I am a creative director, designer, and educator. For over fifteen years, I’ve collaborated with cultural institutions and non-profit organizations to develop visual narratives, engagement strategies, and print and digital materials. I believe that, as expressed in the First Things First manifesto, graphic design is fundamentally about the creation and distribution of cultural meaning. Drawing upon my studies in design history, philosophy, and psychology, I strive to create participatory work that dignifies and ennobles.

With an emphasis on the premise that every image either reinforces or challenges the status quo, I also create workshops and classes that address the making and understanding of our image world. In addition to teaching studio courses in visual design, I’ve developed seminars in philosophy, visual culture, and the politics of design at Pratt Institute and Bard Early College. I currently teach at Parsons School of Design in New York.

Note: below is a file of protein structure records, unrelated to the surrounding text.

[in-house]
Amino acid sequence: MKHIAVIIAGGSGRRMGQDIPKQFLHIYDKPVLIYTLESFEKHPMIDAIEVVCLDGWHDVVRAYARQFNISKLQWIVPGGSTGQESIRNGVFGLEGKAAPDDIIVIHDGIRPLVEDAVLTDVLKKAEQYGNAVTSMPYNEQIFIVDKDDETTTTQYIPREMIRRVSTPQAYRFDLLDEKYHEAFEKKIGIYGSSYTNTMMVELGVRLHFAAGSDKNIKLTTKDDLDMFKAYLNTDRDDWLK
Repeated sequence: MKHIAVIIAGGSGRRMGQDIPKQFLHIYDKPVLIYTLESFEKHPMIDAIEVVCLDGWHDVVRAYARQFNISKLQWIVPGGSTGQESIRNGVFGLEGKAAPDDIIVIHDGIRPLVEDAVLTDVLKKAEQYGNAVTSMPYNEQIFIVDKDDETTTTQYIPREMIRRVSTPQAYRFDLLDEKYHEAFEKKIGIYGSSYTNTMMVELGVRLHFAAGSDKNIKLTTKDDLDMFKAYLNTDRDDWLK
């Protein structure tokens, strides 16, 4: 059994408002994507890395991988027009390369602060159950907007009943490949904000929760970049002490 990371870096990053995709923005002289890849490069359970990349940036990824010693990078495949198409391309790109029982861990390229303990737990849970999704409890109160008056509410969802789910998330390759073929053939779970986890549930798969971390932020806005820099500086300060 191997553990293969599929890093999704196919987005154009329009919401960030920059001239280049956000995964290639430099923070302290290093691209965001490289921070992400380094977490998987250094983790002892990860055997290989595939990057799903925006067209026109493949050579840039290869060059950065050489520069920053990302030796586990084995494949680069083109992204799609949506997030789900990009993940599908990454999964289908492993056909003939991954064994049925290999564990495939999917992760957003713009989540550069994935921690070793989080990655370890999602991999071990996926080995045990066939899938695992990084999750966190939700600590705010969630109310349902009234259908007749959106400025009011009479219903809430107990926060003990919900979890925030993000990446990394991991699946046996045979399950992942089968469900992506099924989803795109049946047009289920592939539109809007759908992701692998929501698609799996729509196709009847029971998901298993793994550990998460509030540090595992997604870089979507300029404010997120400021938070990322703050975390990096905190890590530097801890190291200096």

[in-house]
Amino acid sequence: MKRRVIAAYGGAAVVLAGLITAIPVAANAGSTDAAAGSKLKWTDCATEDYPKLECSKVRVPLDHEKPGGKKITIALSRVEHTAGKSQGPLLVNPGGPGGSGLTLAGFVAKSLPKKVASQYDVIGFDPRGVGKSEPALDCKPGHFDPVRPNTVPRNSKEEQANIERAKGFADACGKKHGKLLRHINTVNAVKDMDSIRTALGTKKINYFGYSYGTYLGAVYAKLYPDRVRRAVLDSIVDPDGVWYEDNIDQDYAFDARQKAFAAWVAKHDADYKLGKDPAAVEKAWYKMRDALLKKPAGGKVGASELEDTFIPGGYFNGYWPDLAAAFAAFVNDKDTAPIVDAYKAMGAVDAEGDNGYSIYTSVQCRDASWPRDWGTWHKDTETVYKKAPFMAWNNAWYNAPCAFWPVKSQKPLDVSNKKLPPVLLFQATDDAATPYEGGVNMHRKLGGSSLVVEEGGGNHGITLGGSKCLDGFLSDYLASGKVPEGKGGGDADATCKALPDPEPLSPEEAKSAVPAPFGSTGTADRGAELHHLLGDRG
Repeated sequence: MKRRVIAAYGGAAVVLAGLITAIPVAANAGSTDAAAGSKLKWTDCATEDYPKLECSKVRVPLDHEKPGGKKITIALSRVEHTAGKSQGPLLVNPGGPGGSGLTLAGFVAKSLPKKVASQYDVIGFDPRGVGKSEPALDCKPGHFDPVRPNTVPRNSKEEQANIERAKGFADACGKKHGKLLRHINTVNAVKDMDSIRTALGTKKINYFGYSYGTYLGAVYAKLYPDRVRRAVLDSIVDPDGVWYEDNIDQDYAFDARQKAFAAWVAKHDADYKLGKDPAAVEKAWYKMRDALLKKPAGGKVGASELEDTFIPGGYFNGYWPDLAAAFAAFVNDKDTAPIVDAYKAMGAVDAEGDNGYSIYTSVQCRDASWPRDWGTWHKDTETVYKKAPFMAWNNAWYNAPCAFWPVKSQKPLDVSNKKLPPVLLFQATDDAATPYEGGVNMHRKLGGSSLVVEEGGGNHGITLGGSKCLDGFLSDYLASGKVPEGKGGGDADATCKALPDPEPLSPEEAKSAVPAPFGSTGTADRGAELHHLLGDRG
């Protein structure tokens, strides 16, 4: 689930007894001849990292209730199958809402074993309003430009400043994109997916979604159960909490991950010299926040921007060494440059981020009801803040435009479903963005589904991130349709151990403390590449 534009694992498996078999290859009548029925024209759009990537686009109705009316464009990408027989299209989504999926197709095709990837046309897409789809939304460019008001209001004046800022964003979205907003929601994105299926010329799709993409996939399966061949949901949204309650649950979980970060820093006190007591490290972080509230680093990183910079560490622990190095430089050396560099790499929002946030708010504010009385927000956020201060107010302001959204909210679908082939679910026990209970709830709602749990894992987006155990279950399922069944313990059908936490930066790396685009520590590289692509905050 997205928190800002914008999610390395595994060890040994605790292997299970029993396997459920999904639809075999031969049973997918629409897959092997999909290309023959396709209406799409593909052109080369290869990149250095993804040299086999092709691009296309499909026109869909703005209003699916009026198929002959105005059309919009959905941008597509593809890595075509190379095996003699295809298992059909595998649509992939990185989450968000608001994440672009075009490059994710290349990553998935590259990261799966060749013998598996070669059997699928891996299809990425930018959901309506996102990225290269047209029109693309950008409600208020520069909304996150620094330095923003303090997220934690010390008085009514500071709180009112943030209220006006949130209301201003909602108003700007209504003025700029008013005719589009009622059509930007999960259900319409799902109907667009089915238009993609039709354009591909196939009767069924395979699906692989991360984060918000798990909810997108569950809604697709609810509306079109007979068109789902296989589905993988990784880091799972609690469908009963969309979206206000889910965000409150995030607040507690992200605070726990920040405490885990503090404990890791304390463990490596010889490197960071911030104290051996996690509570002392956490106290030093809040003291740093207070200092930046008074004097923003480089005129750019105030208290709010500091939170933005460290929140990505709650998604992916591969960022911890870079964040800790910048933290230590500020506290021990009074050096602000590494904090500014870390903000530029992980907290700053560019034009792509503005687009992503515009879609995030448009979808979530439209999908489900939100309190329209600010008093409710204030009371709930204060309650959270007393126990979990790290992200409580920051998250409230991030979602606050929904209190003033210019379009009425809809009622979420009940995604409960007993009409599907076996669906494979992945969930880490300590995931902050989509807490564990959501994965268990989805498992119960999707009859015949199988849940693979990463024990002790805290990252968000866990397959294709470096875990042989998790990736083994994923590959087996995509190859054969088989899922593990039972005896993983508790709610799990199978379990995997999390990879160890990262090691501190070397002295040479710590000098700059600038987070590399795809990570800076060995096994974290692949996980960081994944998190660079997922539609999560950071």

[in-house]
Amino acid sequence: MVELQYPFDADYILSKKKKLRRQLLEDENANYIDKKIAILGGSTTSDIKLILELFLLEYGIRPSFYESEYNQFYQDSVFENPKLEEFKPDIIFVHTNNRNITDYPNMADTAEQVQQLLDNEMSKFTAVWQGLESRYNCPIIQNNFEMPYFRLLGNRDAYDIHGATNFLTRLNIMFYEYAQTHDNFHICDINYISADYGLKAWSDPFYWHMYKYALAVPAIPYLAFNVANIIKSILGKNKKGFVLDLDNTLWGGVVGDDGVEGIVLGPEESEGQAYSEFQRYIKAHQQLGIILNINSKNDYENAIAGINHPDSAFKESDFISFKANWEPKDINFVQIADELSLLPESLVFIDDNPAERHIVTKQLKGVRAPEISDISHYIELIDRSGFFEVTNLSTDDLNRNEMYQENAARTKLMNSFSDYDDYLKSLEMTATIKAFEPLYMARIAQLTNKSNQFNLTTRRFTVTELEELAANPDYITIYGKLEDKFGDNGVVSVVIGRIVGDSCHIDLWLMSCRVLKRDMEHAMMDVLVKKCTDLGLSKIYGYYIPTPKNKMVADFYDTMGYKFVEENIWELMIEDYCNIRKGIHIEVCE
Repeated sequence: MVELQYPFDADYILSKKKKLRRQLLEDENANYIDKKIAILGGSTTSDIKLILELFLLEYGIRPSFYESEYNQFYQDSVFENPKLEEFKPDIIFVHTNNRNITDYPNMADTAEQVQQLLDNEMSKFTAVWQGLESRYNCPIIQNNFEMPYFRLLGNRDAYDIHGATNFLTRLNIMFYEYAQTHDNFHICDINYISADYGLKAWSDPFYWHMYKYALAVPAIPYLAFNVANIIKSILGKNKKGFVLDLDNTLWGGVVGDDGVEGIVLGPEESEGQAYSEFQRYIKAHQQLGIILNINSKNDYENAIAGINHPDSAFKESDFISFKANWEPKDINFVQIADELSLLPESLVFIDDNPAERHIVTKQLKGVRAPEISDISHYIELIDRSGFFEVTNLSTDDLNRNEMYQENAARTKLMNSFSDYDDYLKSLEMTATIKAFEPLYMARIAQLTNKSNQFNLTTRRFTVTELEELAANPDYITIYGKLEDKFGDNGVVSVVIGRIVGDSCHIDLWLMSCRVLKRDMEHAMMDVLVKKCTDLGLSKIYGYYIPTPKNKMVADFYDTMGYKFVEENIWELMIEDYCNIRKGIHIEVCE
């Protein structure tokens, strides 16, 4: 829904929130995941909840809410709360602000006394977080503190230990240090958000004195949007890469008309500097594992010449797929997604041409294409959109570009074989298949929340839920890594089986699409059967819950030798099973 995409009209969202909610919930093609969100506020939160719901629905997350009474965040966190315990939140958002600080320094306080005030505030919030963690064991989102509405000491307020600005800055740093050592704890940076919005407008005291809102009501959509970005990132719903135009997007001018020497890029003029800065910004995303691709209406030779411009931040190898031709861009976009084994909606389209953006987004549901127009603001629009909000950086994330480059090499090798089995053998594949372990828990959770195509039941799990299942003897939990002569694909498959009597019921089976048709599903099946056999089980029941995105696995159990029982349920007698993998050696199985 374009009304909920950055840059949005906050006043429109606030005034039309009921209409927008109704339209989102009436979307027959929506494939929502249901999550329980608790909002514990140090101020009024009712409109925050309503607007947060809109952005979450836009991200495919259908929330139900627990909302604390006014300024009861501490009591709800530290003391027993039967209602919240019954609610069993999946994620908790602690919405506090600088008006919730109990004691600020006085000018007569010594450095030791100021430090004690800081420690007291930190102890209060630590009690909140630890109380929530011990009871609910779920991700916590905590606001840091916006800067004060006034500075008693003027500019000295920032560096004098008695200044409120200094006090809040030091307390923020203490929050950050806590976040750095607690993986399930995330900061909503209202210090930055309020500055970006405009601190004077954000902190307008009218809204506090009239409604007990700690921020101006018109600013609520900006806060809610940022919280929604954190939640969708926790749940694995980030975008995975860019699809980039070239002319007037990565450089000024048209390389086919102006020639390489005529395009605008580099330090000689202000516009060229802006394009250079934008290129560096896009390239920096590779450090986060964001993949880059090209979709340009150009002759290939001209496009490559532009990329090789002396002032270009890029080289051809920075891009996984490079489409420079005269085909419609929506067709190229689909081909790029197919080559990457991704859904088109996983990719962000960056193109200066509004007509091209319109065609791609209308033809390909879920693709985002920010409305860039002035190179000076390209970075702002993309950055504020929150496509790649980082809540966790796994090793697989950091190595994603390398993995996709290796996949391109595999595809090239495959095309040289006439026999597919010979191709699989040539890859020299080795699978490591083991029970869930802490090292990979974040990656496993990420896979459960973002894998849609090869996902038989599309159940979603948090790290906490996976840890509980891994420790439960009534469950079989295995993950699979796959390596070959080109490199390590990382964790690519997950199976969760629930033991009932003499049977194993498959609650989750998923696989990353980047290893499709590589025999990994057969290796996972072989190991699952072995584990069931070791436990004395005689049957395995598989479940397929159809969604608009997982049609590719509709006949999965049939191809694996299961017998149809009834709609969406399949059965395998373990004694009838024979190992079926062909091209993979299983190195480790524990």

My first book, The Road to Somewhere: An American Memoir (W. W. Norton), was published after driving fifty-thousand miles along the backroads of America, and my work has appeared in several museums and national publications, including the Cooper Hewitt Smithsonian Design Museum, Rubin Museum of Art, CBS News, New York Times, Time, and HOW Magazine.

I frequently collaborate with the artist Candy Chang on public installations that examine the role of ritual in public space, most recently Light the Barricades at the Annenberg Space for Photography in Los Angeles. More of our projects can be found at Ritual Fields.

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